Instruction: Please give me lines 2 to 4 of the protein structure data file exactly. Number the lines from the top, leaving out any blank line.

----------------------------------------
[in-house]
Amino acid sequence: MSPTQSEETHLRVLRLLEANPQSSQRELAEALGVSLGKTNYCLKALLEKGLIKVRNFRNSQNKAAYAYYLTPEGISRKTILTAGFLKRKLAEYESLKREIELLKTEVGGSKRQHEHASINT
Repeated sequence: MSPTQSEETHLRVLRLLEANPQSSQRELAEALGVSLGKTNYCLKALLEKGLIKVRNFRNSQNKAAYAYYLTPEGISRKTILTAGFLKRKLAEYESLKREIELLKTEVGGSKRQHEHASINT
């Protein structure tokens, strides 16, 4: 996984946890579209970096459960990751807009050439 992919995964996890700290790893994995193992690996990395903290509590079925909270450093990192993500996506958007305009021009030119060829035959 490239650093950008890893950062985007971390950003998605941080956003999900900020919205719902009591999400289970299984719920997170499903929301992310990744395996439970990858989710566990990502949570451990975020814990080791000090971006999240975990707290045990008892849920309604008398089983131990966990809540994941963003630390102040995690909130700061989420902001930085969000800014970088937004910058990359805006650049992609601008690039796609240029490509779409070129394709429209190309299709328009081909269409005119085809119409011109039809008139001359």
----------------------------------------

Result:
Amino acid sequence: MSPTQSEETHLRVLRLLEANPQSSQRELAEALGVSLGKTNYCLKALLEKGLIKVRNFRNSQNKAAYAYYLTPEGISRKTILTAGFLKRKLAEYESLKREIELLKTEVGGSKRQHEHASINT
Repeated sequence: MSPTQSEETHLRVLRLLEANPQSSQRELAEALGVSLGKTNYCLKALLEKGLIKVRNFRNSQNKAAYAYYLTPEGISRKTILTAGFLKRKLAEYESLKREIELLKTEVGGSKRQHEHASINT
């Protein structure tokens, strides 16, 4: 996984946890579209970096459960990751807009050439 992919995964996890700290790893994995193992690996990395903290509590079925909270450093990192993500996506958007305009021009030119060829035959 490239650093950008890893950062985007971390950003998605941080956003999900900020919205719902009591999400289970299984719920997170499903929301992310990744395996439970990858989710566990990502949570451990975020814990080791000090971006999240975990707290045990008892849920309604008398089983131990966990809540994941963003630390102040995690909130700061989420902001930085969000800014970088937004910058990359805006650049992609601008690039796609240029490509779409070129394709429209190309299709328009081909269409005119085809119409011109039809008139001359």